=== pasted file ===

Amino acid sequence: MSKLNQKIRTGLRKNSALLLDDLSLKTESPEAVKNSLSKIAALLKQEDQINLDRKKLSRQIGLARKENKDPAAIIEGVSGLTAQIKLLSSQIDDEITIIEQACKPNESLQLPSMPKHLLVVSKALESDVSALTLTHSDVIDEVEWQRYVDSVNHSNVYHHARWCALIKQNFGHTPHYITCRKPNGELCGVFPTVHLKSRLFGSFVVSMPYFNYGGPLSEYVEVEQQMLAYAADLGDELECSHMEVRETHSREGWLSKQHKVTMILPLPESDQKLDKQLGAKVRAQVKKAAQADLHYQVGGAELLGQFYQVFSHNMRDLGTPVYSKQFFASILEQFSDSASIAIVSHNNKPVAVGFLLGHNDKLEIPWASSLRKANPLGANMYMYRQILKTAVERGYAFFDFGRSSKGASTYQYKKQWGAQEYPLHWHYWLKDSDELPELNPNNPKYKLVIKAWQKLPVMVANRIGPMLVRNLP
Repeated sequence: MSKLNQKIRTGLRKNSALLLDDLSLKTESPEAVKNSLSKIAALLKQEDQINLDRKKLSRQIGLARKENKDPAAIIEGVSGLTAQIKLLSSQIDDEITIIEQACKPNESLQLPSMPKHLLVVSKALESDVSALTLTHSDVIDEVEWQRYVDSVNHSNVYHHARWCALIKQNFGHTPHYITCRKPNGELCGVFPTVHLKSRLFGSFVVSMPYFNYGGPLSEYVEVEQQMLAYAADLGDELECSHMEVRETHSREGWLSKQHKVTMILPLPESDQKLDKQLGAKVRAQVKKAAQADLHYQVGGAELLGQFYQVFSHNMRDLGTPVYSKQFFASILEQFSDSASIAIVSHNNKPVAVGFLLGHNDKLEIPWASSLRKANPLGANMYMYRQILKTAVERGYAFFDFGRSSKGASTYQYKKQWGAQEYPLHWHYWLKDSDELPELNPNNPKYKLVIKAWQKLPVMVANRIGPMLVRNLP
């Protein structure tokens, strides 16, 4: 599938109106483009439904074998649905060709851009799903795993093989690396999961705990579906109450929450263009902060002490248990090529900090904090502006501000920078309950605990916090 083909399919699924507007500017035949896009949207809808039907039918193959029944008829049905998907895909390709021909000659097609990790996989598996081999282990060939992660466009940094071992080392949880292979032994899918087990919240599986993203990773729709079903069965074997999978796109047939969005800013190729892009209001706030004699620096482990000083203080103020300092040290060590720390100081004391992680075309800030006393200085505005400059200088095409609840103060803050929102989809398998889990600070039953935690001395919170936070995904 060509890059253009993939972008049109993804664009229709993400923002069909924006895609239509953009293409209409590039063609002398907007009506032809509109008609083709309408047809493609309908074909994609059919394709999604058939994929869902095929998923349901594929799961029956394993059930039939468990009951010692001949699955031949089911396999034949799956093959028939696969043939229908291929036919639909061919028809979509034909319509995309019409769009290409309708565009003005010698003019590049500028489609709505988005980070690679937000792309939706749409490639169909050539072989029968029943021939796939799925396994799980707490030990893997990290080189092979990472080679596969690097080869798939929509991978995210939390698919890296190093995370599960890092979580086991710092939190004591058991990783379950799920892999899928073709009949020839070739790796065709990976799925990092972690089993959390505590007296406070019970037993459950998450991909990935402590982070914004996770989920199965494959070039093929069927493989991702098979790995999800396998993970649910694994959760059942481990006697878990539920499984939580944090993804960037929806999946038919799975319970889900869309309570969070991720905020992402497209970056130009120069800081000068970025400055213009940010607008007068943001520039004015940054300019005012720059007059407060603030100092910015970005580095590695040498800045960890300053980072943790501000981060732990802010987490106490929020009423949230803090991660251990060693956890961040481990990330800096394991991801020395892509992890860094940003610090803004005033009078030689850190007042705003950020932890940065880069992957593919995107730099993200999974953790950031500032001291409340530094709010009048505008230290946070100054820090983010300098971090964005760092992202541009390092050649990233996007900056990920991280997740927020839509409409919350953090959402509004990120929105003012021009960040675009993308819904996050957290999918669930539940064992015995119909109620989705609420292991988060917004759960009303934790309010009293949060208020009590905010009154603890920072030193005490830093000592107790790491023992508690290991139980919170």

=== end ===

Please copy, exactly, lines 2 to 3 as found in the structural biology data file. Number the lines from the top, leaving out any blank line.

Repeated sequence: MSKLNQKIRTGLRKNSALLLDDLSLKTESPEAVKNSLSKIAALLKQEDQINLDRKKLSRQIGLARKENKDPAAIIEGVSGLTAQIKLLSSQIDDEITIIEQACKPNESLQLPSMPKHLLVVSKALESDVSALTLTHSDVIDEVEWQRYVDSVNHSNVYHHARWCALIKQNFGHTPHYITCRKPNGELCGVFPTVHLKSRLFGSFVVSMPYFNYGGPLSEYVEVEQQMLAYAADLGDELECSHMEVRETHSREGWLSKQHKVTMILPLPESDQKLDKQLGAKVRAQVKKAAQADLHYQVGGAELLGQFYQVFSHNMRDLGTPVYSKQFFASILEQFSDSASIAIVSHNNKPVAVGFLLGHNDKLEIPWASSLRKANPLGANMYMYRQILKTAVERGYAFFDFGRSSKGASTYQYKKQWGAQEYPLHWHYWLKDSDELPELNPNNPKYKLVIKAWQKLPVMVANRIGPMLVRNLP
């Protein structure tokens, strides 16, 4: 599938109106483009439904074998649905060709851009799903795993093989690396999961705990579906109450929450263009902060002490248990090529900090904090502006501000920078309950605990916090 083909399919699924507007500017035949896009949207809808039907039918193959029944008829049905998907895909390709021909000659097609990790996989598996081999282990060939992660466009940094071992080392949880292979032994899918087990919240599986993203990773729709079903069965074997999978796109047939969005800013190729892009209001706030004699620096482990000083203080103020300092040290060590720390100081004391992680075309800030006393200085505005400059200088095409609840103060803050929102989809398998889990600070039953935690001395919170936070995904 060509890059253009993939972008049109993804664009229709993400923002069909924006895609239509953009293409209409590039063609002398907007009506032809509109008609083709309408047809493609309908074909994609059919394709999604058939994929869902095929998923349901594929799961029956394993059930039939468990009951010692001949699955031949089911396999034949799956093959028939696969043939229908291929036919639909061919028809979509034909319509995309019409769009290409309708565009003005010698003019590049500028489609709505988005980070690679937000792309939706749409490639169909050539072989029968029943021939796939799925396994799980707490030990893997990290080189092979990472080679596969690097080869798939929509991978995210939390698919890296190093995370599960890092979580086991710092939190004591058991990783379950799920892999899928073709009949020839070739790796065709990976799925990092972690089993959390505590007296406070019970037993459950998450991909990935402590982070914004996770989920199965494959070039093929069927493989991702098979790995999800396998993970649910694994959760059942481990006697878990539920499984939580944090993804960037929806999946038919799975319970889900869309309570969070991720905020992402497209970056130009120069800081000068970025400055213009940010607008007068943001520039004015940054300019005012720059007059407060603030100092910015970005580095590695040498800045960890300053980072943790501000981060732990802010987490106490929020009423949230803090991660251990060693956890961040481990990330800096394991991801020395892509992890860094940003610090803004005033009078030689850190007042705003950020932890940065880069992957593919995107730099993200999974953790950031500032001291409340530094709010009048505008230290946070100054820090983010300098971090964005760092992202541009390092050649990233996007900056990920991280997740927020839509409409919350953090959402509004990120929105003012021009960040675009993308819904996050957290999918669930539940064992015995119909109620989705609420292991988060917004759960009303934790309010009293949060208020009590905010009154603890920072030193005490830093000592107790790491023992508690290991139980919170």